In addition, by stating that our existence is “a kind of error,” Schopenhauer assumes categories that nihilism can not even account for. To say that existence (or anything else, for that matter) is a mistake is to presuppose that certain things are definitely right and wrong, and yet nihilism asserts that such metaphysical categories do not even exist. Even if they did, they can be neither known nor communicated.[4] If the nihilists are to be truly consistent, then they would not be able to provide any judgment as to whether life is an “error” or not. And by judging life as being an “error,” the nihilists are borrowing certain presuppositions from the theistic worldview which alone can account for objectivity as to what is and is not erroneous.

Finally, nihilism fails because one can not live consistently as a nihilist. Nihilists may proclaim to the skies all they want that there is nothing to life, but the simple fact is that none of them live can as though life is purposeless without losing sanity. Nobody demonstrates this better than Schopenhauer’s contemporary, the famous nineteenth century German philosopher Friedrich Nietzsche. Nietzsche may have bought into Schopenhauer’s nihilism, but he realized that he can not live as though life had no meaning. His thought on this went as follows:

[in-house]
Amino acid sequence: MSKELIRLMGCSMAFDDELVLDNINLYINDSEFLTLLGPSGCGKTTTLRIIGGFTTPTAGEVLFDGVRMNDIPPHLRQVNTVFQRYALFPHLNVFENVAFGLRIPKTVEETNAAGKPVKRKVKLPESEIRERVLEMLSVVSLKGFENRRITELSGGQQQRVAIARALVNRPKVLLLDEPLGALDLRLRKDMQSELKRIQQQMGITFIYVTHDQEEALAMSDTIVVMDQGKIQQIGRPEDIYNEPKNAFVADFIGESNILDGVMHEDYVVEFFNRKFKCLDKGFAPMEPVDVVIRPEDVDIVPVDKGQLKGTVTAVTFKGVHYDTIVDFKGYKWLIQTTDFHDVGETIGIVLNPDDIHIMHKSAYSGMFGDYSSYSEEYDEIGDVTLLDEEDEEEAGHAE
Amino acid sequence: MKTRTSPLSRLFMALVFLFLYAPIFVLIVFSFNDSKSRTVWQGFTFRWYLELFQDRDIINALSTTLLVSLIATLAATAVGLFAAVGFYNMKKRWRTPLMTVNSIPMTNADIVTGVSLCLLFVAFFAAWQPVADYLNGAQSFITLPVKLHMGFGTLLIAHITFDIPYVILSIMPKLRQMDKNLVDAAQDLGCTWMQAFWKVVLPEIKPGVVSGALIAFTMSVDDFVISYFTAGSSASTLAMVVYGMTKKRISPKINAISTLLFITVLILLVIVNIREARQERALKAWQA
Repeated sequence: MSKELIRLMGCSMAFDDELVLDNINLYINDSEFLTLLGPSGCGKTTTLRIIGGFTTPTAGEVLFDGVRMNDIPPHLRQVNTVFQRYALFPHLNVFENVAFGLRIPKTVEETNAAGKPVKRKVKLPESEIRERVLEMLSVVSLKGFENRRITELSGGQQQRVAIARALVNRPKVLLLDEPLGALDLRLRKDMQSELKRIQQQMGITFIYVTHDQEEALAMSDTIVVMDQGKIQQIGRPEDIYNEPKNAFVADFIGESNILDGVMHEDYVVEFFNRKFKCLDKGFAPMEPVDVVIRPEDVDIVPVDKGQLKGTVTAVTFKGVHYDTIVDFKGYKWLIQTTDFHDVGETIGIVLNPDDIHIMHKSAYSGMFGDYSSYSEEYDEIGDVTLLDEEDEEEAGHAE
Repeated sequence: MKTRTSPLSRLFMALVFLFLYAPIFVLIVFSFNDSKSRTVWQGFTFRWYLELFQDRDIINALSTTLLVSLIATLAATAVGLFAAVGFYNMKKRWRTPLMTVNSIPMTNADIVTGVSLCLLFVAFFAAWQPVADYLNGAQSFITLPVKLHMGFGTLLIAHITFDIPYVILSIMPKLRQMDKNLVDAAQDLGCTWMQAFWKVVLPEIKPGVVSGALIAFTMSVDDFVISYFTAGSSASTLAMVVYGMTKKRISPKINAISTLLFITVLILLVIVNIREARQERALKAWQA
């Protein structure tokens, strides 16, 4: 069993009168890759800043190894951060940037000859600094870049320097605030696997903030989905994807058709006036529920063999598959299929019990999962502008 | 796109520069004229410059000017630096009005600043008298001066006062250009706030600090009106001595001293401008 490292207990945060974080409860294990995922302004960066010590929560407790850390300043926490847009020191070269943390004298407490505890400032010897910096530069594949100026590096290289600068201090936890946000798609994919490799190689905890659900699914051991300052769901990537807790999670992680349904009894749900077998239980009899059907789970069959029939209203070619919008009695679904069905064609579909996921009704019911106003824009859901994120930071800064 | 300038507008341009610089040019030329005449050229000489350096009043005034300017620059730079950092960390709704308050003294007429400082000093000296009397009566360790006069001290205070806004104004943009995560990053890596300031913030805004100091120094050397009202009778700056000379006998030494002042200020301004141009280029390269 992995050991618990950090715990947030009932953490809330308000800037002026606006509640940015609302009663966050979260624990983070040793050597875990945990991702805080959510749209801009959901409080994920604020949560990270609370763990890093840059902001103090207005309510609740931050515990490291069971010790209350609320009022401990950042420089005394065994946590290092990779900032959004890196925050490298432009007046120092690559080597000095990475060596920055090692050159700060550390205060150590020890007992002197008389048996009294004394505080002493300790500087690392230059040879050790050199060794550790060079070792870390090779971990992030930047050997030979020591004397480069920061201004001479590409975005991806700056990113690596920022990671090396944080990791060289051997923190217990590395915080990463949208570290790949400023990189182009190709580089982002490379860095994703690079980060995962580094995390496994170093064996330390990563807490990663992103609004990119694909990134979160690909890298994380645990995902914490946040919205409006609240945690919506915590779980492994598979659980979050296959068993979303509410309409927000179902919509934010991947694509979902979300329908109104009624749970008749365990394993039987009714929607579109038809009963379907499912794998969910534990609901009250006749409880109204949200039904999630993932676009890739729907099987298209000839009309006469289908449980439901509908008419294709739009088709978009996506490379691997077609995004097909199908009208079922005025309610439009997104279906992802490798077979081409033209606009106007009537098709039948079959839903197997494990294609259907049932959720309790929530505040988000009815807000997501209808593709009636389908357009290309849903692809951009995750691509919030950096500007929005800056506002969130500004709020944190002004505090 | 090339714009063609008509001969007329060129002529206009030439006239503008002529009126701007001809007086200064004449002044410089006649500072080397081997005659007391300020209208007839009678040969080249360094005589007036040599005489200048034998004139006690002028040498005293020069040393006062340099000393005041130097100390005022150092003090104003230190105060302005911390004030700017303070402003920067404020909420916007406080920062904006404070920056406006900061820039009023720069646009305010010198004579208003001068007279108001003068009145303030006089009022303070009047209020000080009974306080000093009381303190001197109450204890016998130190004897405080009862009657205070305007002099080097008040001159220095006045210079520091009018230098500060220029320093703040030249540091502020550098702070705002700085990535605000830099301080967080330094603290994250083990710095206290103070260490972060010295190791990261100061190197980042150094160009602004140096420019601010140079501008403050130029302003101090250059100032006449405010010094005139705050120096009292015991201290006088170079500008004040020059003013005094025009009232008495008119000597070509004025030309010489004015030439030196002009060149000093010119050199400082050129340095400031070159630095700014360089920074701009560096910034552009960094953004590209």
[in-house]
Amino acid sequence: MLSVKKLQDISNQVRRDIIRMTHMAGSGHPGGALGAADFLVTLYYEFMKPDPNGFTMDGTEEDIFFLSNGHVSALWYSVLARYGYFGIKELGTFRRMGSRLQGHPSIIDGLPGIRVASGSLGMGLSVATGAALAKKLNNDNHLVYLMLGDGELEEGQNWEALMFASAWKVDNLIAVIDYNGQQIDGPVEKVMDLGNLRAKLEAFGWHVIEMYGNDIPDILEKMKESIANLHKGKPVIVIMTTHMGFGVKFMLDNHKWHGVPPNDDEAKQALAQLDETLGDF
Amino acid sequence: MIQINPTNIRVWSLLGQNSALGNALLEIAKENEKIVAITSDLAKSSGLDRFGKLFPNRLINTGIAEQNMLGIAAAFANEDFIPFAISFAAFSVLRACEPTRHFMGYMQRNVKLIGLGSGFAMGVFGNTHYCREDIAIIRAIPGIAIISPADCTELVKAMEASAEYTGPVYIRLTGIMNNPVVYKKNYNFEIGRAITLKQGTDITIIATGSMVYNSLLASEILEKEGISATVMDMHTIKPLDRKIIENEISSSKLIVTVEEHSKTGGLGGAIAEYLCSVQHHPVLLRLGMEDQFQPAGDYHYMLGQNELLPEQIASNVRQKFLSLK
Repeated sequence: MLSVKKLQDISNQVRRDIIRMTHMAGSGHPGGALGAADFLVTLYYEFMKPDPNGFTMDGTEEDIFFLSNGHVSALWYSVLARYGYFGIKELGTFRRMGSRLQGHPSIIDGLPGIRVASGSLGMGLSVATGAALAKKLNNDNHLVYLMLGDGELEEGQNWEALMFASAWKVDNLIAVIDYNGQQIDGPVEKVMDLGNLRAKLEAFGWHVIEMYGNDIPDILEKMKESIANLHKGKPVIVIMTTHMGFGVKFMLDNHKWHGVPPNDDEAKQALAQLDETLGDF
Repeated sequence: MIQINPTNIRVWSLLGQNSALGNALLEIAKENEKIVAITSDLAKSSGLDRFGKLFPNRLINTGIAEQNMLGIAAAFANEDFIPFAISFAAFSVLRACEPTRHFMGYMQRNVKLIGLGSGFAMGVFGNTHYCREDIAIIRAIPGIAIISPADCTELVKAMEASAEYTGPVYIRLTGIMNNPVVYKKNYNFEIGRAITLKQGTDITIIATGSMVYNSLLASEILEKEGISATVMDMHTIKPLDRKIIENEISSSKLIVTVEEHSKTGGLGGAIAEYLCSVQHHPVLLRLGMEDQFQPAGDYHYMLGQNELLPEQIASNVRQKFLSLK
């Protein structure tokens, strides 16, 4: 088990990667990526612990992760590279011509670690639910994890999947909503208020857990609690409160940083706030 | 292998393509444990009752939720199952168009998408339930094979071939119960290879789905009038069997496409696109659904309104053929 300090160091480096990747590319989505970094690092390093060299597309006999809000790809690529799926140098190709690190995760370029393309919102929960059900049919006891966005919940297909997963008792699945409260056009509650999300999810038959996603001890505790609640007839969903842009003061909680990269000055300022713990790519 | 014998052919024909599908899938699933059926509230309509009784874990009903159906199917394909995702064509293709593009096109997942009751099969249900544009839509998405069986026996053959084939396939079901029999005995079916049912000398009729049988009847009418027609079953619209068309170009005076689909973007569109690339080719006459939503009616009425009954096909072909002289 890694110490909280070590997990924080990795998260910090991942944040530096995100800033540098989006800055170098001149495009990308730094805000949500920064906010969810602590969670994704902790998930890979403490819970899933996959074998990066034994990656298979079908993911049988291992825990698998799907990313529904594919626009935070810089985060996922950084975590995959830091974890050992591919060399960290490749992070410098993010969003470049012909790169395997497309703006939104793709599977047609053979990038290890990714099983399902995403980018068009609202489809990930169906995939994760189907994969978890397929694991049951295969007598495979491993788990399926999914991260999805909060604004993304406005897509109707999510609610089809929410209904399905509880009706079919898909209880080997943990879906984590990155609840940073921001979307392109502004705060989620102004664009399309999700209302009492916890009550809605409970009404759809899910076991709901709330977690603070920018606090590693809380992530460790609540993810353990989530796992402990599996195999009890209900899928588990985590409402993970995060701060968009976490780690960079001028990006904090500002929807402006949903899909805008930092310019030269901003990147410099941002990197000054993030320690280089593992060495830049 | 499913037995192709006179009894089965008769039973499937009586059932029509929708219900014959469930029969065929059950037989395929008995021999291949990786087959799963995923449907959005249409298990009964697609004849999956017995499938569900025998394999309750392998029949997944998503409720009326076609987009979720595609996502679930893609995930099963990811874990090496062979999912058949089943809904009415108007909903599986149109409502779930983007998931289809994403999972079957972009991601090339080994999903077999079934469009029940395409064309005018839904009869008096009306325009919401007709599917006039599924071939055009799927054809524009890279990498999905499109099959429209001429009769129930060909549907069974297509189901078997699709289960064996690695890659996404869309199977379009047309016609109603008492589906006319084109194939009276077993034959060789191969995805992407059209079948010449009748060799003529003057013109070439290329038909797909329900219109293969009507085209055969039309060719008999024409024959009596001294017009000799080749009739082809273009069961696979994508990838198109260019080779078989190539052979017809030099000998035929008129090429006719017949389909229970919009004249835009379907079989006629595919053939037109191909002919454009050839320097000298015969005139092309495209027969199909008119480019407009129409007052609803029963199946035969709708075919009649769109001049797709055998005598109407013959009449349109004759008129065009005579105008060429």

“If objective truth [is] dead, the only thing that could save us from the abyss… [is] to create our own meaning by a sheer act of willpower. We will ourselves into believing something that will give us meaning.”[5]

Nietzsche failed, of course. He had a mental breakdown and spent the final years of his life in an insane asylum. So it can now be concluded by this point that nihilism, as propounded by Schopenhauer, Nietzsche and their contemporaries, is a position that is both logically inconsistent and impossible to live by, and thus ought to be discarded.